“Beauties in vain their pretty eyes may roll;
Charms strike the sight, but merit wins the soul.”
So wrote the great satirist Alexander Pope as he slyly observed ancient courting rituals in one of his essays.
So, with Valentine’s Day on the very near horizon—stores stocked full of cheap candy, blood-red roses, and cheesy teddy bears holding hearts—let’s delve a bit into the history of settees and loveseats, the original methods used to woo a lover.
All the way back in the 17th century, the loveseat—a small, two-seater sofa—made its entrance into the furniture world. While the word “loveseat” certainly evokes plenty of suggestion, the small sofas were not, in fact, originally created to seat a pair of lovebirds.
The design was actually intended for those Victorian women wishing to accommodate their wide, fashionable skirts with seemingly miles-long layers of fabric and wooden hoops. (These dresses actually proved to be something of a “chaperone” when it came to separating couples.)
But then something else happened. As it tends to do, fashions changed. Skirts became slimmer, more tailored. As a result, there was more space on a loveseat or a settee. Now a woman could sit and chat with a potential suitor in relatively close proximity.
Another amalgamation of the loveseat or settee is the courting couch, aptly named for the physical upholstered barrier created between two people sitting on the piece of furniture. The courting couch rose in popularity during the Victorian era, sometimes called a “tete-a-tete,” which allowed a pair of lovebirds to converse face to face while keeping them physically apart. The “tete-a-tete” goes by plenty of other names as well—the chaperone seat, the gossip chair, the vis-a-vis, the indiscret.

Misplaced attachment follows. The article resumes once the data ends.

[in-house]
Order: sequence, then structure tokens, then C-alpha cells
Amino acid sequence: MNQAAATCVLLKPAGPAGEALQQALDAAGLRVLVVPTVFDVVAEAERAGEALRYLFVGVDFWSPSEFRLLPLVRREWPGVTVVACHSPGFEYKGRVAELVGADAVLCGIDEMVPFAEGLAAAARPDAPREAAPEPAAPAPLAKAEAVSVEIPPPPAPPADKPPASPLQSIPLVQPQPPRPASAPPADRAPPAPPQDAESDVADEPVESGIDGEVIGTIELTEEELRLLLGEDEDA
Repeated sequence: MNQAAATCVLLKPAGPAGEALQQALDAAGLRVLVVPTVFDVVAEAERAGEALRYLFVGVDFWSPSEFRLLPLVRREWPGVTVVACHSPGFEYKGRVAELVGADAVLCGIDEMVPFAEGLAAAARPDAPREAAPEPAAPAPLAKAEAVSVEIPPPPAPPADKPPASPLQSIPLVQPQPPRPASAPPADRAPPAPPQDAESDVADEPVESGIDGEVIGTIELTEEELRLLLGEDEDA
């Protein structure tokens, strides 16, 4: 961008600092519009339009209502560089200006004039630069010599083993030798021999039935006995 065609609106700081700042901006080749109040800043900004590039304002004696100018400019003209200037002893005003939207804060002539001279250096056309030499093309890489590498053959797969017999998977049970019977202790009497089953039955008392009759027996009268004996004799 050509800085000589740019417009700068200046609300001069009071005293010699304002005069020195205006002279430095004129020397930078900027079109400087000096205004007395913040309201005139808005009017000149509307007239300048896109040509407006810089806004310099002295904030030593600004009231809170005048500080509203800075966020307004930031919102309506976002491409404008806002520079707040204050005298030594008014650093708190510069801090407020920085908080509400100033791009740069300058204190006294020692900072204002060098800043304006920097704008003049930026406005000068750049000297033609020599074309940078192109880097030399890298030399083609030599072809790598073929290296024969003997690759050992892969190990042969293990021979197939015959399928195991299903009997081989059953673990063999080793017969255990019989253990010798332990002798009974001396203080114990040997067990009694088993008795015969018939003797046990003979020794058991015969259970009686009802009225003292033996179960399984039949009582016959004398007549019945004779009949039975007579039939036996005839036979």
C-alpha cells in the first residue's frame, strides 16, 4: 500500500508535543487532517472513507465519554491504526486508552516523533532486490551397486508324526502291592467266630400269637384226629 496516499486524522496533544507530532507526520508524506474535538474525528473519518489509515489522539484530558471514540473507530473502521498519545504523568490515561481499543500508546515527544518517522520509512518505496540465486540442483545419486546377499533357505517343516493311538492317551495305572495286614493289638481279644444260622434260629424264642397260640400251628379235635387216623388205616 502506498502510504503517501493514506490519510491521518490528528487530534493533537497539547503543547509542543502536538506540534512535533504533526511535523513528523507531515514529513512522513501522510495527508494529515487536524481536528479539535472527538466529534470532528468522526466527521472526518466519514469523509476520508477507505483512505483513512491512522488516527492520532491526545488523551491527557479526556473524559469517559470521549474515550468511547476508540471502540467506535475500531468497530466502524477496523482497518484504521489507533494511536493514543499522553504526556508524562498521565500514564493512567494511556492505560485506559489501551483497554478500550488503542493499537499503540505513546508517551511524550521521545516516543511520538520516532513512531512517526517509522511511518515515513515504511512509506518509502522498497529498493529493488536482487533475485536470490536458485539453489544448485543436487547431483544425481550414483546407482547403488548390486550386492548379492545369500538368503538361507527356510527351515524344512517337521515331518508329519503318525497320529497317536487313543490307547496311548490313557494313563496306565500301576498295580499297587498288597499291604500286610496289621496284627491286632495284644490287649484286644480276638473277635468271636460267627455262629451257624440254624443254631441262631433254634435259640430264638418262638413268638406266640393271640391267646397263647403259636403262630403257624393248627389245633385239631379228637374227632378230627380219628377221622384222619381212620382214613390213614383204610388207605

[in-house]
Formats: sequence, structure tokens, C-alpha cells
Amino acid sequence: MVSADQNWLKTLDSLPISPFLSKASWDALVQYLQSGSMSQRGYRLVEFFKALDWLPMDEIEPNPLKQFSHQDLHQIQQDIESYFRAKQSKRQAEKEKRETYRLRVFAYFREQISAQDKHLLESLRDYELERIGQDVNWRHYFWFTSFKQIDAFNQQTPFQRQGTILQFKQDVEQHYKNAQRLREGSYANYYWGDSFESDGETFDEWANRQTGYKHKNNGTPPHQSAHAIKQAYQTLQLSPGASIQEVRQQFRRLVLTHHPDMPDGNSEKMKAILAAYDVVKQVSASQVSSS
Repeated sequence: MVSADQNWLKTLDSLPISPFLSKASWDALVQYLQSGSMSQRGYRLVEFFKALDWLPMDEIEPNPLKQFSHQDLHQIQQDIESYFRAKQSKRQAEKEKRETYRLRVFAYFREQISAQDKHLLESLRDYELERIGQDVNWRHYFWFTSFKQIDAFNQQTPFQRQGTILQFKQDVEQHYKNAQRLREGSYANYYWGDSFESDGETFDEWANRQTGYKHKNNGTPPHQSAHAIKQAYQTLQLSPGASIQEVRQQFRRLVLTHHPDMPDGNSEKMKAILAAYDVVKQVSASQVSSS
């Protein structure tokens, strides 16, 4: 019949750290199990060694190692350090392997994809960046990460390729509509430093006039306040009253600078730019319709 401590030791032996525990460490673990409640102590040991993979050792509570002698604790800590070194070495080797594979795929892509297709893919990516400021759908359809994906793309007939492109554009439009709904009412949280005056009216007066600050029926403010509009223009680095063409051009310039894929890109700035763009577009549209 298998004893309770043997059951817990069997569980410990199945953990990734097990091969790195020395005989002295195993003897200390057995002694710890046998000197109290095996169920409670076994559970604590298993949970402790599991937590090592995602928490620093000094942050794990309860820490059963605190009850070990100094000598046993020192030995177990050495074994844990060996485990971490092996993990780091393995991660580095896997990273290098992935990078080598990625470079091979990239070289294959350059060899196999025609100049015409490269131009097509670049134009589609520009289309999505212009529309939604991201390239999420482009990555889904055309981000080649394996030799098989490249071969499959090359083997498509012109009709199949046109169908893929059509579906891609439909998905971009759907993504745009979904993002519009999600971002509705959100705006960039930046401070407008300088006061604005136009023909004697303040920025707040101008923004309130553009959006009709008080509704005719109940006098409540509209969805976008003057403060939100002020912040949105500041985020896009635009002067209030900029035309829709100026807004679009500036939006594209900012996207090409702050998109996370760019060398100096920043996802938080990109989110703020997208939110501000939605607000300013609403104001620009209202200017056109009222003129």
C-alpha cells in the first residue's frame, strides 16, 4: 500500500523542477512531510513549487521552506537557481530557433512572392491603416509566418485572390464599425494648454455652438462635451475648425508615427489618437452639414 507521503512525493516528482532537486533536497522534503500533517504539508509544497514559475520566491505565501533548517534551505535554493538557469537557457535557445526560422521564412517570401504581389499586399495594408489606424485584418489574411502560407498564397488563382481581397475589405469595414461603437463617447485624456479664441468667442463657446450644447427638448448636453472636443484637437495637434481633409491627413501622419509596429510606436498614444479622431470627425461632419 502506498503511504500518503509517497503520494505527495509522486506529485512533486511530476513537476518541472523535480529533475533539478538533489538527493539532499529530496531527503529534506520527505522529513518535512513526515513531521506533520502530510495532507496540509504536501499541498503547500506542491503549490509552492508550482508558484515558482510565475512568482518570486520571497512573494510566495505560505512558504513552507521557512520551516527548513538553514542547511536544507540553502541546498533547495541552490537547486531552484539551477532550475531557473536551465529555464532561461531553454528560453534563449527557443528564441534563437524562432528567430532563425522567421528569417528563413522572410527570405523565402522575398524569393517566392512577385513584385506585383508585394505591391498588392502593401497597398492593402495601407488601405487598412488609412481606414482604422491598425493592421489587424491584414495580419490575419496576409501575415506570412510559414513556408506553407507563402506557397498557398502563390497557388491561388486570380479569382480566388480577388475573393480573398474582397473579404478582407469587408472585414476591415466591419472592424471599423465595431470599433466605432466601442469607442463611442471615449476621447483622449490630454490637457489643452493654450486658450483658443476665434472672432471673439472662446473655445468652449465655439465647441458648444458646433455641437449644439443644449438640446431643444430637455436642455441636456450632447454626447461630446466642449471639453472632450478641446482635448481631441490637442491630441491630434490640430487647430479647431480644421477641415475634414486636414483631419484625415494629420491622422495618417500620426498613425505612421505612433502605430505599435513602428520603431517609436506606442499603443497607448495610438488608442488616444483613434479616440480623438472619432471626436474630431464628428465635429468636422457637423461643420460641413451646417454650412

Often, the courting couches or settees featured S-shaped backs with a shared armrest between the lovebirds. The courting couches were mostly ornate. Rich, carved mahogany or rosewood legs with detailed scrollwork adorning them gave way to sumptuous brocade or silk upholstered seats, making them a striking piece of furniture in a parlor or other formal sitting area.
One example of a chaperone loveseat is on view in the American Wing of The Metropolitan Museum of Art in New York. The piece—a rosewood courting sofa created by cabinetmaker J.H. Belter in the 1850s—resides in a home display.
However, the courting sofa or settee—or some form of it—continues to intrigue and inspire furniture designers around the world. Modern-day interpretations of the tete-a-tete work well in a space to visually bridge the gap and anchor the space between two seating areas.
The versatile pieces come in a variety of shapes, sizes, colors, and styles. While chaperone settees have roots steeped in Victorian eras, midcentury modern designers also created tete-a-tetes. And even modern, contemporary designers like John Derian have manufactured the settee, with an eye toward clean lines and functional yet stylish seating.
Taking the Furniture Into the Fresh Air
Loveseats and chaperone settees aren’t just for the indoors either. As Americans moved toward more outdoor leisure activity at the turn of the 20th century, furniture also moved into the fresh air, and outdoor loveseats went along for the ride.
These days, you can still adorn your patio with a traditional tete-a-tete S-style seat in wicker, resin, aluminum or other metals. More comfortable, perhaps, are the classic loveseats, allowing you and your date for more intimate conversation … without the barrier of an armrest.
At Summer Classics, we take those timeless design of the traditional loveseat or settee and punch it up with thoughtful, stylish accents and maximum comfort.
Our picks for loveseats include the Summer Classics Classic Wicker Loveseat with its durable patented resin wicker threaded with wrought aluminum infuses any outdoor space with a cozy elegance. The Palm Loveseat’s wrought aluminum frame coupled with plush outdoor cushions also provides the perfect setting for conversation.
And any of our loveseats work well as standalone pieces or as part of a set of furniture.
These days we show our romantic interest with texts and messages exchanged on Internet dating sites. And while we may rely on virtual communication, the fact that we need interaction shows that connecting face to face is still crucial. So, maybe this Valentine’s Day, grab your date, settle together onto a loveseat, and make a little conversation … unchaperoned, of course.